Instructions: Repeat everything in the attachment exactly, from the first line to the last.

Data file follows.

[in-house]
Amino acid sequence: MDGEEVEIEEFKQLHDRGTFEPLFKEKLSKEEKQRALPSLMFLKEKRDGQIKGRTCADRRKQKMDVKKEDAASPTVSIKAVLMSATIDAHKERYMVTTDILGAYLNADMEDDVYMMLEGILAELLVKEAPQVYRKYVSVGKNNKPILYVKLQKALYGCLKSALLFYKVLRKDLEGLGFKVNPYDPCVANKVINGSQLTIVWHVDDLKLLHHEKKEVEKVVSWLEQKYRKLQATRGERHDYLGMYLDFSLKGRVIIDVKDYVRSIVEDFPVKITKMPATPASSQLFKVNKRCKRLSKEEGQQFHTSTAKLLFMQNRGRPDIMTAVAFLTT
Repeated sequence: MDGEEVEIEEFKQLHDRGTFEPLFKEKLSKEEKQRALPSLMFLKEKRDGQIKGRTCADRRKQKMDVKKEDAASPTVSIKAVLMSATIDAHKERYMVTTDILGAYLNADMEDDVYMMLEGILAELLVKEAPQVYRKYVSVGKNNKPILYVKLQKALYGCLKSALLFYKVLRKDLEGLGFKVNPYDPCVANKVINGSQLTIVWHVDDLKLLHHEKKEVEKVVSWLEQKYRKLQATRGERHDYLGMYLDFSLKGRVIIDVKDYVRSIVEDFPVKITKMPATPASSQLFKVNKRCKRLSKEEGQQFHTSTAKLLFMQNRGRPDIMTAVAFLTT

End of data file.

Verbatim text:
[in-house]
Amino acid sequence: MDGEEVEIEEFKQLHDRGTFEPLFKEKLSKEEKQRALPSLMFLKEKRDGQIKGRTCADRRKQKMDVKKEDAASPTVSIKAVLMSATIDAHKERYMVTTDILGAYLNADMEDDVYMMLEGILAELLVKEAPQVYRKYVSVGKNNKPILYVKLQKALYGCLKSALLFYKVLRKDLEGLGFKVNPYDPCVANKVINGSQLTIVWHVDDLKLLHHEKKEVEKVVSWLEQKYRKLQATRGERHDYLGMYLDFSLKGRVIIDVKDYVRSIVEDFPVKITKMPATPASSQLFKVNKRCKRLSKEEGQQFHTSTAKLLFMQNRGRPDIMTAVAFLTT
Repeated sequence: MDGEEVEIEEFKQLHDRGTFEPLFKEKLSKEEKQRALPSLMFLKEKRDGQIKGRTCADRRKQKMDVKKEDAASPTVSIKAVLMSATIDAHKERYMVTTDILGAYLNADMEDDVYMMLEGILAELLVKEAPQVYRKYVSVGKNNKPILYVKLQKALYGCLKSALLFYKVLRKDLEGLGFKVNPYDPCVANKVINGSQLTIVWHVDDLKLLHHEKKEVEKVVSWLEQKYRKLQATRGERHDYLGMYLDFSLKGRVIIDVKDYVRSIVEDFPVKITKMPATPASSQLFKVNKRCKRLSKEEGQQFHTSTAKLLFMQNRGRPDIMTAVAFLTT